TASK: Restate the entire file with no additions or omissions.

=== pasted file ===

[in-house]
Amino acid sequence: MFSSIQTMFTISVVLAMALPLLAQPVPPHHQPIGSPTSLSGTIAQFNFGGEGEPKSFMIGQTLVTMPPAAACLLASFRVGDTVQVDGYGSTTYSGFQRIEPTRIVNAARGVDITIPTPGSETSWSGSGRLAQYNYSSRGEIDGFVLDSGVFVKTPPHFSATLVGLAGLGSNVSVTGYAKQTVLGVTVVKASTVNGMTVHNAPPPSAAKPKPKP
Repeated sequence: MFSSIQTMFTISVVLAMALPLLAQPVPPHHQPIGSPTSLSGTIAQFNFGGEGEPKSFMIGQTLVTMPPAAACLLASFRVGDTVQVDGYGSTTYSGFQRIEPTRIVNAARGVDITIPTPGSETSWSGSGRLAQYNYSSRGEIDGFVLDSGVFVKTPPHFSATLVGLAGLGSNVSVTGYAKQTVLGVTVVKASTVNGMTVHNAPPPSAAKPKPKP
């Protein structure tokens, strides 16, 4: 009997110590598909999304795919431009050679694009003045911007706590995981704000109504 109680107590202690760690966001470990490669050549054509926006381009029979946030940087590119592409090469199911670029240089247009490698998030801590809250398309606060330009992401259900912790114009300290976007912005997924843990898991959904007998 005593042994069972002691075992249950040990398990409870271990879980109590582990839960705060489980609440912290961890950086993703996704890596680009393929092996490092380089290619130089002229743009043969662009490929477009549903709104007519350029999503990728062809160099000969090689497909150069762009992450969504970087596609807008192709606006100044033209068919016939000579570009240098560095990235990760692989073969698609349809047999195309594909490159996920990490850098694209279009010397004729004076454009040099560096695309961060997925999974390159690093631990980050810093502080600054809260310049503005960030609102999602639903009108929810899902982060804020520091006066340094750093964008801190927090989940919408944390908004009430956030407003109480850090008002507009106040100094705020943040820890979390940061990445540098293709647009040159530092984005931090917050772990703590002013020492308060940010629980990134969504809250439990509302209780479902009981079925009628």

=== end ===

[in-house]
Amino acid sequence: MFSSIQTMFTISVVLAMALPLLAQPVPPHHQPIGSPTSLSGTIAQFNFGGEGEPKSFMIGQTLVTMPPAAACLLASFRVGDTVQVDGYGSTTYSGFQRIEPTRIVNAARGVDITIPTPGSETSWSGSGRLAQYNYSSRGEIDGFVLDSGVFVKTPPHFSATLVGLAGLGSNVSVTGYAKQTVLGVTVVKASTVNGMTVHNAPPPSAAKPKPKP
Repeated sequence: MFSSIQTMFTISVVLAMALPLLAQPVPPHHQPIGSPTSLSGTIAQFNFGGEGEPKSFMIGQTLVTMPPAAACLLASFRVGDTVQVDGYGSTTYSGFQRIEPTRIVNAARGVDITIPTPGSETSWSGSGRLAQYNYSSRGEIDGFVLDSGVFVKTPPHFSATLVGLAGLGSNVSVTGYAKQTVLGVTVVKASTVNGMTVHNAPPPSAAKPKPKP
């Protein structure tokens, strides 16, 4: 009997110590598909999304795919431009050679694009003045911007706590995981704000109504 109680107590202690760690966001470990490669050549054509926006381009029979946030940087590119592409090469199911670029240089247009490698998030801590809250398309606060330009992401259900912790114009300290976007912005997924843990898991959904007998 005593042994069972002691075992249950040990398990409870271990879980109590582990839960705060489980609440912290961890950086993703996704890596680009393929092996490092380089290619130089002229743009043969662009490929477009549903709104007519350029999503990728062809160099000969090689497909150069762009992450969504970087596609807008192709606006100044033209068919016939000579570009240098560095990235990760692989073969698609349809047999195309594909490159996920990490850098694209279009010397004729004076454009040099560096695309961060997925999974390159690093631990980050810093502080600054809260310049503005960030609102999602639903009108929810899902982060804020520091006066340094750093964008801190927090989940919408944390908004009430956030407003109480850090008002507009106040100094705020943040820890979390940061990445540098293709647009040159530092984005931090917050772990703590002013020492308060940010629980990134969504809250439990509302209780479902009981079925009628």